Helsinki continues to reduce the city’s nutrient loading on the Baltic Sea from its wastewater treatment plants, which recorded significant improvements in 2011. The reduction in nutrient loading on the sea complies with the city’s commitment to protect the Baltic Sea, as spelled out in the Baltic Sea Challenge campaign to save the sea.
Wastewater treatment fulfilled tight in-house goals
Wastewater treatment in the Helsinki region in 2011 met the in-house goals set for phosphorous and nitrogen removal, achieving lower emission levels than those prescribed in the license conditions. Overall, the treatment operations met their license conditions in every quarter of 2011 in terms of both emission limits and treatment efficiencies.
Municipal wastewater treatment in the region is handled by HSY, Helsinki Region Environmental Services Authority, at plants in Viikinmäki, Helsinki, and Suomenoja, Espoo. Together these plants treat the wastewaters of more than one million people. In 2011 they received and treated a total of 139 million cubic metres of wastewater.
HSY reduced the phosphorous loading on the sea by nearly 22 percent from 2010, emitting a total of 31 tonnes in 2011. The reduction in the nitrogen loading was nearly 10 percent, to a total of 1,043 tonnes. Both treatment plants discharge their treated wastewaters into the Baltic Sea, so reductions in emissions contribute significantly to the protection of the Baltic Sea by HSY.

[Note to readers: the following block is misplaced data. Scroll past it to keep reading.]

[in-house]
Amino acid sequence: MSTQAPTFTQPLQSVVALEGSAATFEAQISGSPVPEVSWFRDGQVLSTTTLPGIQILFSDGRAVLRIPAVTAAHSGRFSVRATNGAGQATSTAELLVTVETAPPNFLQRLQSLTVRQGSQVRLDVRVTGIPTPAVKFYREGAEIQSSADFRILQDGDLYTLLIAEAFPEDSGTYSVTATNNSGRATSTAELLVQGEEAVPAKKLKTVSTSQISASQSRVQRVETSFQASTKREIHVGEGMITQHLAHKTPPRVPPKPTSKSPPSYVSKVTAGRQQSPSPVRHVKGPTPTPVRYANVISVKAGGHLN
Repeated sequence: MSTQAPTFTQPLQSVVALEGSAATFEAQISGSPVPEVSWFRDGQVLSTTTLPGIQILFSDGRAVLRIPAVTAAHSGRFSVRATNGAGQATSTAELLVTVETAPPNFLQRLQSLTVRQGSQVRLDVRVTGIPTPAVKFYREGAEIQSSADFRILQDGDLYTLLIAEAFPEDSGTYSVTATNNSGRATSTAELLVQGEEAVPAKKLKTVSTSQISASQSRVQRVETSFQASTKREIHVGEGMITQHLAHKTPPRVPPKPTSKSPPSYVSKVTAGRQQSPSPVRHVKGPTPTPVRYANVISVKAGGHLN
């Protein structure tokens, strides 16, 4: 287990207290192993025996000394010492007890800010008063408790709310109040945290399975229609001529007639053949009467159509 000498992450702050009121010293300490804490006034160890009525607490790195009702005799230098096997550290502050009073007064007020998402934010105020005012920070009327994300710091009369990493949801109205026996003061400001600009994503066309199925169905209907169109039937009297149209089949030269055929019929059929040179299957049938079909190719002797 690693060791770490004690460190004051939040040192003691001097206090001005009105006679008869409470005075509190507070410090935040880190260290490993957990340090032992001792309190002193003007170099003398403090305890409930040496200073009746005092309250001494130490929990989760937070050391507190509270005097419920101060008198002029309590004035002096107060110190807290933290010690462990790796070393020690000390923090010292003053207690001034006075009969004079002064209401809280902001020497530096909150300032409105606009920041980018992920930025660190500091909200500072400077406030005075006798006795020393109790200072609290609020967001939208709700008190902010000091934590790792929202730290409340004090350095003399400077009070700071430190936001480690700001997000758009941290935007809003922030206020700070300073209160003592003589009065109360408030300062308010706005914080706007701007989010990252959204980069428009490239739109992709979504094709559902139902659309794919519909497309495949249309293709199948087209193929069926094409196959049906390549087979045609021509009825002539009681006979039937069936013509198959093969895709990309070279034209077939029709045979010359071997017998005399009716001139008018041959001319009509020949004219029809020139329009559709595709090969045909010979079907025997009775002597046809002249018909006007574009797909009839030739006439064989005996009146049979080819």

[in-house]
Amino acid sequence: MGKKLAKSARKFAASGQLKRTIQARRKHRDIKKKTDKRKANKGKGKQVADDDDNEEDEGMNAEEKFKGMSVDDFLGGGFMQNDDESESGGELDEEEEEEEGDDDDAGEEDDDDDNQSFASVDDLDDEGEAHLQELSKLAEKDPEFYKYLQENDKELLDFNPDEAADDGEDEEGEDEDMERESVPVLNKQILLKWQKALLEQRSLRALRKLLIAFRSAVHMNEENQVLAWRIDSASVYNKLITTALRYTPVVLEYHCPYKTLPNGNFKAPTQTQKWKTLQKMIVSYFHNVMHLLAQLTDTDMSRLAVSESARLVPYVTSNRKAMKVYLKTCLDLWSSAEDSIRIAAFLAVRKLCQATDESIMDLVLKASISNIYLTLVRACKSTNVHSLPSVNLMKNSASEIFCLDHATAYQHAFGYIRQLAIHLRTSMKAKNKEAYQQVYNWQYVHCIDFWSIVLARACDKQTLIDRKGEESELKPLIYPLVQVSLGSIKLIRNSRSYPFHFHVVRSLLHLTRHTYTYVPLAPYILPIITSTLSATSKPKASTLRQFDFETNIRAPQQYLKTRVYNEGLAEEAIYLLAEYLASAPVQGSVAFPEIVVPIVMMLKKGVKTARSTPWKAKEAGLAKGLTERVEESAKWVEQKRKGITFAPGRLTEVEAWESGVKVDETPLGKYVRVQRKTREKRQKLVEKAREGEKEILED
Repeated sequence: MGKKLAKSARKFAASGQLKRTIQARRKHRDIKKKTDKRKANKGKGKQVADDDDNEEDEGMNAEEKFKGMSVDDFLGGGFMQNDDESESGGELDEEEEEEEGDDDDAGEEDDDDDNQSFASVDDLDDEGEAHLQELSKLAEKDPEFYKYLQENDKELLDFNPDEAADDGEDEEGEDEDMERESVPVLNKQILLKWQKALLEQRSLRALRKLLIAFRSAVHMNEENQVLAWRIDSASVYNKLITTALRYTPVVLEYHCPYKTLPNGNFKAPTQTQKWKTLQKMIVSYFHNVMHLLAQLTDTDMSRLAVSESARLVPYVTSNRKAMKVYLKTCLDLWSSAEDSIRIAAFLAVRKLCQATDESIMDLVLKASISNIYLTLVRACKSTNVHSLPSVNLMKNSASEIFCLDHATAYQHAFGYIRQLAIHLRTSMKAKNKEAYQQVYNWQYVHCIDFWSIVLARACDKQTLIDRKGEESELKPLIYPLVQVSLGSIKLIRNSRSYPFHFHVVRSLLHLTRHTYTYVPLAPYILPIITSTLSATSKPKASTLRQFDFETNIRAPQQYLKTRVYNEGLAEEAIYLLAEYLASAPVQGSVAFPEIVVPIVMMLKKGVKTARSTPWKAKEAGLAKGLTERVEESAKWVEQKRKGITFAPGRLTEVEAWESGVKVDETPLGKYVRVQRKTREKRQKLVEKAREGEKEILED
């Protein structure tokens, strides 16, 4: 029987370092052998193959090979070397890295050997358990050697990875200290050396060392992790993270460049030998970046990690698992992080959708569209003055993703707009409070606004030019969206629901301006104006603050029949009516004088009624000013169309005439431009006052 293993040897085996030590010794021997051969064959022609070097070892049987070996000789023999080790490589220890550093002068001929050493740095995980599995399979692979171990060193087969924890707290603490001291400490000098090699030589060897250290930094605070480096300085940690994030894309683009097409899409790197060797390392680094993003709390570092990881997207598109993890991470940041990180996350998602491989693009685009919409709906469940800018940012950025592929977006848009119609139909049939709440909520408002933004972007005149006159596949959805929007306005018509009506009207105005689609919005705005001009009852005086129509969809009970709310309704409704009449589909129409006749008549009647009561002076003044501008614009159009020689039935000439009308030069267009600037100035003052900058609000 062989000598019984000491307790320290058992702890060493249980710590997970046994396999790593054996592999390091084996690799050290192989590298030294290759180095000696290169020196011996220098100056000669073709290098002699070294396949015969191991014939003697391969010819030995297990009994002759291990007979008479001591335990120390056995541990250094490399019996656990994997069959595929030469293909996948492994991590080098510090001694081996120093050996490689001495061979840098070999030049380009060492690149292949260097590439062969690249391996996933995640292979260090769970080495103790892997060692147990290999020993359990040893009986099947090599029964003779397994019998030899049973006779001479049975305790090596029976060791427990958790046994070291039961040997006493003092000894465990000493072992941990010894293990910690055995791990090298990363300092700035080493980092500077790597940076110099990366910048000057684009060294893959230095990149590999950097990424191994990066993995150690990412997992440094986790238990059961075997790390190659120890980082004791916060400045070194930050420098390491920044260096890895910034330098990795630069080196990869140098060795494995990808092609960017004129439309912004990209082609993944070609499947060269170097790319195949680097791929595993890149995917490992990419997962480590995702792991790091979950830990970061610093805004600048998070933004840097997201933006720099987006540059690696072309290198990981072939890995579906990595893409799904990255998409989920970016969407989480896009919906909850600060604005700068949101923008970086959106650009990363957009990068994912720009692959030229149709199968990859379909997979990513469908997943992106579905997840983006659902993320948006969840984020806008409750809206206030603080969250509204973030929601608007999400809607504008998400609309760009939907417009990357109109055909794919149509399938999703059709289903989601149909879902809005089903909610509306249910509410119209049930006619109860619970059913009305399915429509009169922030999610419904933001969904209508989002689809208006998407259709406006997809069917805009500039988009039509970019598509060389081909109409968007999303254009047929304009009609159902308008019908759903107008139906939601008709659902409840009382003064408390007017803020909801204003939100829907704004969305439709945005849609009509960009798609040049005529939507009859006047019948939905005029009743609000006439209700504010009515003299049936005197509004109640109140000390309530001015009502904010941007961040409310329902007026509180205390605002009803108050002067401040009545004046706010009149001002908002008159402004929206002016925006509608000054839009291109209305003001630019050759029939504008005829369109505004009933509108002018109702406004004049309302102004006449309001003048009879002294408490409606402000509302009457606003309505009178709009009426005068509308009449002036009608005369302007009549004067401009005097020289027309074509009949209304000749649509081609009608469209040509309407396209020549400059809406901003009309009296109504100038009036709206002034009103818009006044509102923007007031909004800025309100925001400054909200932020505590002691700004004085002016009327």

Phosphorous and nitrogen, when present in water in excess amounts, are nutrient pollutants that cause eutrophication - overgrowth of algae - which harms water quality, food resources and habitats, as well as decreasing the oxygen that fish and other aquatic life need to survive.
Viikinmäki – one of Finland’s foremost environmental achievements
The main wastewater treatment plant of HSY is the Viikinmäki plant, which treats the wastewaters of about 800,000 people in a 15-hectare underground facility built into the Helsinki bedrock. Viikinmäki, opened in 1994, still stands as one of Finland’s main environmental investments.
Baltic Sea Challenge
The Cities of Helsinki and Turku, Finland, launched a campaign to improve the state of the Baltic Sea – the Baltic Sea Challenge – in 2007 and challenged other players to join. The cities drafted an action plan comprising their commitments to the goal. The plan is also meant to set examples for other players to draft their own plans.
Helsinki’s and Turku’s commitments comprise 8 actions including: reducing point loading by improving wastewater treatment (Helsinki’s reductions in nutrient emissions from wastewater treatment is an example of this); reducing diffuse loading such as loading from city-owned farms and emissions from scattered settlements; and reducing wastewater discharges from shipping and boating.
In 2012, there are already more than 170 municipalities, institutions, corporations and other types of organizations all around the Baltic Sea region that have accepted the challenge and joined the campaign. The newest participant is the municipality of Kuldiga, Latvia, since 16 May 2012.
Baltic Sea Challenge